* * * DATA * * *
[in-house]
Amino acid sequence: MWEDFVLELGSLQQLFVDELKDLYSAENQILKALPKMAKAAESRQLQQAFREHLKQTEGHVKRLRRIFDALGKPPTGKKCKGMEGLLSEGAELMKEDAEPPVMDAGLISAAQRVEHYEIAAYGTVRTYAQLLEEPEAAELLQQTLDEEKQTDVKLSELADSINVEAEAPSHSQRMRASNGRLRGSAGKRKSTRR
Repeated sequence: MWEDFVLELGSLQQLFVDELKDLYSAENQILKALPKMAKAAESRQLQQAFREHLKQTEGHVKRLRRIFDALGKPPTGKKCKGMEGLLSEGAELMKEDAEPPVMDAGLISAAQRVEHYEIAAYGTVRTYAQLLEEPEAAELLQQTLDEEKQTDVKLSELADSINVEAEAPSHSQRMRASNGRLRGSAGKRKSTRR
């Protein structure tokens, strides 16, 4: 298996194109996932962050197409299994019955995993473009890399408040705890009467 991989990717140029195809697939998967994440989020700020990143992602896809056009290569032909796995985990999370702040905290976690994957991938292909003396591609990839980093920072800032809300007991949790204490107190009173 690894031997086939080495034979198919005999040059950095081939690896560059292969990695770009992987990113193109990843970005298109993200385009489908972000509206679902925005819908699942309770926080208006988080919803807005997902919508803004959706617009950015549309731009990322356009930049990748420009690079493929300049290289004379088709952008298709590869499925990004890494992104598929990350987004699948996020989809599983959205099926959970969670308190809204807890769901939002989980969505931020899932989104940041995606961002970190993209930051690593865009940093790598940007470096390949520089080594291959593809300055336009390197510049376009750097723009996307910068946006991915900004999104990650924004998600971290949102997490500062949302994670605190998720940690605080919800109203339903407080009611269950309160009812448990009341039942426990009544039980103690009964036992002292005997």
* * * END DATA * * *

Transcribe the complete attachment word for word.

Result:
[in-house]
Amino acid sequence: MWEDFVLELGSLQQLFVDELKDLYSAENQILKALPKMAKAAESRQLQQAFREHLKQTEGHVKRLRRIFDALGKPPTGKKCKGMEGLLSEGAELMKEDAEPPVMDAGLISAAQRVEHYEIAAYGTVRTYAQLLEEPEAAELLQQTLDEEKQTDVKLSELADSINVEAEAPSHSQRMRASNGRLRGSAGKRKSTRR
Repeated sequence: MWEDFVLELGSLQQLFVDELKDLYSAENQILKALPKMAKAAESRQLQQAFREHLKQTEGHVKRLRRIFDALGKPPTGKKCKGMEGLLSEGAELMKEDAEPPVMDAGLISAAQRVEHYEIAAYGTVRTYAQLLEEPEAAELLQQTLDEEKQTDVKLSELADSINVEAEAPSHSQRMRASNGRLRGSAGKRKSTRR
């Protein structure tokens, strides 16, 4: 298996194109996932962050197409299994019955995993473009890399408040705890009467 991989990717140029195809697939998967994440989020700020990143992602896809056009290569032909796995985990999370702040905290976690994957991938292909003396591609990839980093920072800032809300007991949790204490107190009173 690894031997086939080495034979198919005999040059950095081939690896560059292969990695770009992987990113193109990843970005298109993200385009489908972000509206679902925005819908699942309770926080208006988080919803807005997902919508803004959706617009950015549309731009990322356009930049990748420009690079493929300049290289004379088709952008298709590869499925990004890494992104598929990350987004699948996020989809599983959205099926959970969670308190809204807890769901939002989980969505931020899932989104940041995606961002970190993209930051690593865009940093790598940007470096390949520089080594291959593809300055336009390197510049376009750097723009996307910068946006991915900004999104990650924004998600971290949102997490500062949302994670605190998720940690605080919800109203339903407080009611269950309160009812448990009341039942426990009544039980103690009964036992002292005997």